It is not common for people to have regular eye checkups, when in fact this should be scheduled at least every two years for adults within the age of 18 to 60, every year for those over 60, and more frequent visits to an eye doctor for those who are more “at risk.”
By “at-risk” we mean those who have an increased possibility of contracting certain eye conditions or diseases brought about by pre-existing health conditions (e.g. diabetes or high blood pressure), those who belong to a family lineage with history of eye disease, patients who take medications that can have side effects affecting the eyes, persons who may have experienced eye trauma or undergone any surgical procedure in the eye, and professionals whose jobs entail their eyes being exposed to harmful environments or require their vision to be healthy.
As much as we know how important our eyes can be, putting its health in consideration often slips most people’s mind. A trip to the eye doctor usually happens when there are already abnormal changes affecting one’s vision and often times this occurrence results in finding out that an eye disease or condition is already progressing to an advanced state. Most often, the only effective treatment that can be done for severe eye problems is surgery.
Eye conditions that can be treated by vitrectomy
A vitrectomy procedure may be needed when an individual has eye conditions, such as:
- Complications from cataract surgery
- Diabetic retinopathy
- Interior eye infections
- Macular degeneration (e.g. age-related macular degeneration (AMD), macular pucker, etc.)
- Retinal detachment
- Retinal bleeding
- Vitreous bleeding
- Vitreous detachment
These conditions are very crucial as they directly affect the eye’s ability to see. If these problems are left untreated, there is a big chance that the vision will function abnormally and negatively impact one’s quality of life should the person end up losing parts of their vision or going completely blind.
Preparing for vitrectomy
The best way to prepare for vitrectomy is to check with your doctor about what you should do prior to the date of your surgery. Patients are usually advised to stop certain kinds of medication and avoid certain foods and beverages that may cause complications to the procedure. Also, be sure that you have someone to accompany you on the day of your surgery.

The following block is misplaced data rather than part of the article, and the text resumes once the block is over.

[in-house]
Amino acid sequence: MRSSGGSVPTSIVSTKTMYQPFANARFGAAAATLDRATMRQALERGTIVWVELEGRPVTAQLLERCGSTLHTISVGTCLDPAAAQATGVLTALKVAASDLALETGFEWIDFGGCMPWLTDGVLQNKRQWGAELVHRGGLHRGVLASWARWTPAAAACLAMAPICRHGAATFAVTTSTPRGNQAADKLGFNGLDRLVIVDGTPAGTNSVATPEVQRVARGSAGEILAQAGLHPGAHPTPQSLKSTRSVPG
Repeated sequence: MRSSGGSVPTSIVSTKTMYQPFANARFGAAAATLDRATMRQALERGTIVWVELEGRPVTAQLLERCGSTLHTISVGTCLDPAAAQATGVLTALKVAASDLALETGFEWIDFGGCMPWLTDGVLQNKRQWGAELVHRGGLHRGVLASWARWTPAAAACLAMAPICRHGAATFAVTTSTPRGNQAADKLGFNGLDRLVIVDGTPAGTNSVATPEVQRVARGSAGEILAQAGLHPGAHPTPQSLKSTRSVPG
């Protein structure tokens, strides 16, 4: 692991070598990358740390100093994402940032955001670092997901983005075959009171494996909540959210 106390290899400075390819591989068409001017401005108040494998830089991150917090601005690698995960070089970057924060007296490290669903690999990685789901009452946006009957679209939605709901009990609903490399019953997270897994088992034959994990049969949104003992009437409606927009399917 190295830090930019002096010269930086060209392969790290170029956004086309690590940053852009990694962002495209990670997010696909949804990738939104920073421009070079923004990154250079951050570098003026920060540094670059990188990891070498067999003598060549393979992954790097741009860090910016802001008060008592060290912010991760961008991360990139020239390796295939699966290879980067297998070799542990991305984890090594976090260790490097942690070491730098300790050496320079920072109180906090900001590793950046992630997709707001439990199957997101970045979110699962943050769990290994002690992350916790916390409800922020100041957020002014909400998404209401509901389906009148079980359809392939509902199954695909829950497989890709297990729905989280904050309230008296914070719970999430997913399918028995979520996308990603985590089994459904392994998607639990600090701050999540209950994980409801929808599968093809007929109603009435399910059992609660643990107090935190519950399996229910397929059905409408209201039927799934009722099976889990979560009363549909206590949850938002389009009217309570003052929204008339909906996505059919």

Steps in performing vitrectomy
Prior to the vitrectomy procedure, it is recommended that patients discuss with their doctor whether they would like to be asleep during the entire surgery or not.
- Step 1 – Anaesthetic eye drops and injections (for those who prefer to be awake) or general anaesthesia (for those who want to be asleep) are administered to make the patient comfortable and not feel any pain during the operation.
- Step 2 – Three (3) tiny incisions are done at the sclera or white part of the eye.
- Step 3 – Insertion of ports and instruments used to perform the procedure (e.g. infusion, light pipe, and vitrector).
- Step 4 – Removal of vitreous or any unwanted tissue or material from the eye.
- Step 5 – Required repair of certain parts of the eye.
- Step 6 – Replacing of the vitreous with a saline solution or silicone oil.
- Step 7 – Closure of incisions, with stitches if needed.
- Step 8 – Application of an antibiotic ointment to avoid infection.
- Step 9 – Placing of an eye patch over the treated eye.
Expectations after a vitrectomy
Following a vitrectomy surgery, expect your eyes to be swollen and reddish in colour. It may also feel tender for a couple of weeks. Blurred vision is a usual occurrence and can last for some days. Downtime of at least 2 to 4 weeks is needed before being able to return to one’s regular routine. Your eye’s vision will take time to recover and become normal again.
Risks and side effects of vitrectomy
Surgeries, being invasive in nature, are not without possible risks and side effects. These may happen after a vitrectomy surgery:
- Allergic reaction to anaesthesia
- Changes in vision (e.g. blurred vision, night vision and depth perception loss)
- Detachment of retina
- Double vision
- Formation of cataracts
- Inflammation in the centre of the retina
- Interior bleeding of the eye
Cost of vitrectomy surgery in Singapore
The cost of vitrectomy surgery in Singapore varies. In 2018, the Ministry of Health released fee benchmarks for surgeons in private practice. For those accredited to do vitrectomy, private surgeon fees alone range from $6,400 to $12,850. The total cost of a vitrectomy surgery will also include other factors on top of surgeon fees.
Dr Claudine Pang
#15-10 The Paragon, 290 Orchard Rd,
+65 6732 1741